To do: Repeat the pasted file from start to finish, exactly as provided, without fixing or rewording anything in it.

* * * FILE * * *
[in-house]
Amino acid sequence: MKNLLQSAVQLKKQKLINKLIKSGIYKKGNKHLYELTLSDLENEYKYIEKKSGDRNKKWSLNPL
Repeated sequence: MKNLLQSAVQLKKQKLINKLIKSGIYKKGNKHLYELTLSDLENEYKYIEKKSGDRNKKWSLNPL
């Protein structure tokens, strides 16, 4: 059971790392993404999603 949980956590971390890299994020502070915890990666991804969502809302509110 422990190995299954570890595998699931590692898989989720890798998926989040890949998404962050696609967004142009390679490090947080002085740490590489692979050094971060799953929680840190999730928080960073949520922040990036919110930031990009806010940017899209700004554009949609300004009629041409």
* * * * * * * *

[in-house]
Amino acid sequence: MKNLLQSAVQLKKQKLINKLIKSGIYKKGNKHLYELTLSDLENEYKYIEKKSGDRNKKWSLNPL
Repeated sequence: MKNLLQSAVQLKKQKLINKLIKSGIYKKGNKHLYELTLSDLENEYKYIEKKSGDRNKKWSLNPL
């Protein structure tokens, strides 16, 4: 059971790392993404999603 949980956590971390890299994020502070915890990666991804969502809302509110 422990190995299954570890595998699931590692898989989720890798998926989040890949998404962050696609967004142009390679490090947080002085740490590489692979050094971060799953929680840190999730928080960073949520922040990036919110930031990009806010940017899209700004554009949609300004009629041409």